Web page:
SENATE PASSES BILL TO PREVENT DRUG DEALERS FROM PREYING ON CHILDREN

 

    The New York State Senate today passed legislation to increase penalties for drug dealers who sell to children. The bill (S988A), sponsored by Senator Jack Martins (R-C-I, Mineola), strengthens the felony charges for the sale of drugs by an adult to a child under the age of 14.

     

    “Drugs destroy lives, and the victims of drug abuse are getting younger and younger,” said Senator Martins. “Drug use among children, especially heroin, is a growing epidemic on Long Island. Criminals who target young children and poison them with heroin and other controlled substances deserve tougher penalties. This legislation will give law enforcement another tool to keep these drug dealers off the streets and behind bars where they belong.

     

    Recent data has shown an increase in drug use, especially opiate-based substances, by young adults and teenagers. There has also been a rise in overdose cases and overdose deaths. Many of these youngsters start experimenting in their teenage years with addicting prescription drugs and opiate-based prescription drugs.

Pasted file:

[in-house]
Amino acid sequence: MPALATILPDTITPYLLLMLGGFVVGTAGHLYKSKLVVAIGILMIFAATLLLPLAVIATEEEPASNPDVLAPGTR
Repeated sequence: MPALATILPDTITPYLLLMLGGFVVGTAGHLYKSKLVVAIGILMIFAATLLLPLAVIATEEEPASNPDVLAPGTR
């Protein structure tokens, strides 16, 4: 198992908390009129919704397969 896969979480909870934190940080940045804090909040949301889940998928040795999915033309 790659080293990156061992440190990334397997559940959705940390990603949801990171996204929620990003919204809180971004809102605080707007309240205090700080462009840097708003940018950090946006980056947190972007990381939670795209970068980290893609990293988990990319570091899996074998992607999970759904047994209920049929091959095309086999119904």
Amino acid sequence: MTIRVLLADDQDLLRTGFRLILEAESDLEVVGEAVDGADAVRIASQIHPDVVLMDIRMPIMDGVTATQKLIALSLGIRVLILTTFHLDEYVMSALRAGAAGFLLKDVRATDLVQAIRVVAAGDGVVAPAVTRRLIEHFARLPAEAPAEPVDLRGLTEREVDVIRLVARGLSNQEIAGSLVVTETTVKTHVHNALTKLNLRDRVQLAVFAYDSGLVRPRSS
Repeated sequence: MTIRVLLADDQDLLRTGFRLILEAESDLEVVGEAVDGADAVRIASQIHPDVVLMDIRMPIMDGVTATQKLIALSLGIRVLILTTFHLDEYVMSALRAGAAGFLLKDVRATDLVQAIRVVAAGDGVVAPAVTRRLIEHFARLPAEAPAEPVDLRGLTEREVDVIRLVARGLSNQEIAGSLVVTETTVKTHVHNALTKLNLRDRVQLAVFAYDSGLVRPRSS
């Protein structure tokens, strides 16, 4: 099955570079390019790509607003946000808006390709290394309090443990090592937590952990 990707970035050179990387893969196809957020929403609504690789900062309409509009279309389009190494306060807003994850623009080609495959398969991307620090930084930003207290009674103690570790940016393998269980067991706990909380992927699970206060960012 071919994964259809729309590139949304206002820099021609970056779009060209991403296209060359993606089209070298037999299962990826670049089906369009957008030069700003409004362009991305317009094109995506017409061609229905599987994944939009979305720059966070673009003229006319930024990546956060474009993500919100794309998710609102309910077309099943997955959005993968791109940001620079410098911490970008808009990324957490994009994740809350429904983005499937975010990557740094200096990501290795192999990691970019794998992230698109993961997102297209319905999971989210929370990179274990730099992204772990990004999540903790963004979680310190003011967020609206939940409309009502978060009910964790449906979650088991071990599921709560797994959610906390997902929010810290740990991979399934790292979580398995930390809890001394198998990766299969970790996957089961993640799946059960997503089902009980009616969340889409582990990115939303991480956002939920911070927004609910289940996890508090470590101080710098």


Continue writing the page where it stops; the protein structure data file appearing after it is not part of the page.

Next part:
A January 25, 2014, Newsday article referenced the rise in heroin use in the region, especially among youth. One Suffolk County drug treatment official referenced a recent incident where a 13-year-old girl was treated for a heroin addiction, which began after the 8th-grader had used MDMA and cocaine.

     

    Under current law, anyone over the age of 21 who sells a controlled substance to a minor under the age of 17 can be charged with a class B felony. However, the law does not contain an enhanced penalty for selling a controlled substance to younger children. The bill passed today creates the new crime of criminal sale of a controlled substance to a child in the first degree. Adults over the age 18 who sell a controlled substance to a minor under the age of 14 would be charged with a class A-II felony.

     

    The bill will be sent to the Assembly.